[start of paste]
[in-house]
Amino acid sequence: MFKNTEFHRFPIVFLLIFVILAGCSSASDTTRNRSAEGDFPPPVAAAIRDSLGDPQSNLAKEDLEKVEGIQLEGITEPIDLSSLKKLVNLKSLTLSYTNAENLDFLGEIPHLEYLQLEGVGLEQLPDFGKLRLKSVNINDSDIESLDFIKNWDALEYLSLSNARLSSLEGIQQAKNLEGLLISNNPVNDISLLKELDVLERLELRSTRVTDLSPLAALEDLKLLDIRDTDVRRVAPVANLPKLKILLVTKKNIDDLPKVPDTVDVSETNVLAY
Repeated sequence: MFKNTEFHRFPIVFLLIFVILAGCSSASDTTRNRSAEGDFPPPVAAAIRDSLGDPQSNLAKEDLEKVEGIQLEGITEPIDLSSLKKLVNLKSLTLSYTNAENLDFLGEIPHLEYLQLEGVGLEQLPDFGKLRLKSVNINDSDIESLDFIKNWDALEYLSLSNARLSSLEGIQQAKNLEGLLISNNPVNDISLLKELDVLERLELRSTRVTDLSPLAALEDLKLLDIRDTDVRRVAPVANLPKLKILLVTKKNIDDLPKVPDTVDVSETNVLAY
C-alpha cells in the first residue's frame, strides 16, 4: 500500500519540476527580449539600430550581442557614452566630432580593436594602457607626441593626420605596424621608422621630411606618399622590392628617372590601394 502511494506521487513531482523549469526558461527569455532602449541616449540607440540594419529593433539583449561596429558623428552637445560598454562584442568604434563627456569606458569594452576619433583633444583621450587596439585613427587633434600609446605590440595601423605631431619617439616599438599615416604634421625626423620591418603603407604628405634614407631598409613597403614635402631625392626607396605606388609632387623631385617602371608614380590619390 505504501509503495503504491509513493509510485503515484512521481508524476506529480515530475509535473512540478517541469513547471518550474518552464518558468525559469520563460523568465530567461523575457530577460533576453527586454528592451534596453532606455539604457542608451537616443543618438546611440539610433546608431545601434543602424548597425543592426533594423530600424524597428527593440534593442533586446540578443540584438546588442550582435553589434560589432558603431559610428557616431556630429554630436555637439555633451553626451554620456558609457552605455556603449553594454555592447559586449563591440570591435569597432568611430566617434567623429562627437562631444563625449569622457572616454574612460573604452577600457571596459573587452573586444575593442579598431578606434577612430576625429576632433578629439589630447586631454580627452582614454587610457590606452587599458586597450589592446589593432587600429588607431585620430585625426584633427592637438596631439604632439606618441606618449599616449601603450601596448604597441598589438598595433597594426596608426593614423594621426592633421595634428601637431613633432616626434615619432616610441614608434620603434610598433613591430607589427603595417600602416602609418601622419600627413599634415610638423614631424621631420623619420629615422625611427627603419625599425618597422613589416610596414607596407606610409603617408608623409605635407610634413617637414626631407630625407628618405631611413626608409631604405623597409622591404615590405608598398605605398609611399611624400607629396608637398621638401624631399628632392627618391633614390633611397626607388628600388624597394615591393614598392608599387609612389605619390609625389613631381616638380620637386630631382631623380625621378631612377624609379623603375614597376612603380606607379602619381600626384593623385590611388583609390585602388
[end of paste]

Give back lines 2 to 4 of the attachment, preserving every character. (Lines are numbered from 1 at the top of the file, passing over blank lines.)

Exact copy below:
Amino acid sequence: MFKNTEFHRFPIVFLLIFVILAGCSSASDTTRNRSAEGDFPPPVAAAIRDSLGDPQSNLAKEDLEKVEGIQLEGITEPIDLSSLKKLVNLKSLTLSYTNAENLDFLGEIPHLEYLQLEGVGLEQLPDFGKLRLKSVNINDSDIESLDFIKNWDALEYLSLSNARLSSLEGIQQAKNLEGLLISNNPVNDISLLKELDVLERLELRSTRVTDLSPLAALEDLKLLDIRDTDVRRVAPVANLPKLKILLVTKKNIDDLPKVPDTVDVSETNVLAY
Repeated sequence: MFKNTEFHRFPIVFLLIFVILAGCSSASDTTRNRSAEGDFPPPVAAAIRDSLGDPQSNLAKEDLEKVEGIQLEGITEPIDLSSLKKLVNLKSLTLSYTNAENLDFLGEIPHLEYLQLEGVGLEQLPDFGKLRLKSVNINDSDIESLDFIKNWDALEYLSLSNARLSSLEGIQQAKNLEGLLISNNPVNDISLLKELDVLERLELRSTRVTDLSPLAALEDLKLLDIRDTDVRRVAPVANLPKLKILLVTKKNIDDLPKVPDTVDVSETNVLAY
C-alpha cells in the first residue's frame, strides 16, 4: 500500500519540476527580449539600430550581442557614452566630432580593436594602457607626441593626420605596424621608422621630411606618399622590392628617372590601394 502511494506521487513531482523549469526558461527569455532602449541616449540607440540594419529593433539583449561596429558623428552637445560598454562584442568604434563627456569606458569594452576619433583633444583621450587596439585613427587633434600609446605590440595601423605631431619617439616599438599615416604634421625626423620591418603603407604628405634614407631598409613597403614635402631625392626607396605606388609632387623631385617602371608614380590619390 505504501509503495503504491509513493509510485503515484512521481508524476506529480515530475509535473512540478517541469513547471518550474518552464518558468525559469520563460523568465530567461523575457530577460533576453527586454528592451534596453532606455539604457542608451537616443543618438546611440539610433546608431545601434543602424548597425543592426533594423530600424524597428527593440534593442533586446540578443540584438546588442550582435553589434560589432558603431559610428557616431556630429554630436555637439555633451553626451554620456558609457552605455556603449553594454555592447559586449563591440570591435569597432568611430566617434567623429562627437562631444563625449569622457572616454574612460573604452577600457571596459573587452573586444575593442579598431578606434577612430576625429576632433578629439589630447586631454580627452582614454587610457590606452587599458586597450589592446589593432587600429588607431585620430585625426584633427592637438596631439604632439606618441606618449599616449601603450601596448604597441598589438598595433597594426596608426593614423594621426592633421595634428601637431613633432616626434615619432616610441614608434620603434610598433613591430607589427603595417600602416602609418601622419600627413599634415610638423614631424621631420623619420629615422625611427627603419625599425618597422613589416610596414607596407606610409603617408608623409605635407610634413617637414626631407630625407628618405631611413626608409631604405623597409622591404615590405608598398605605398609611399611624400607629396608637398621638401624631399628632392627618391633614390633611397626607388628600388624597394615591393614598392608599387609612389605619390609625389613631381616638380620637386630631382631623380625621378631612377624609379623603375614597376612603380606607379602619381600626384593623385590611388583609390585602388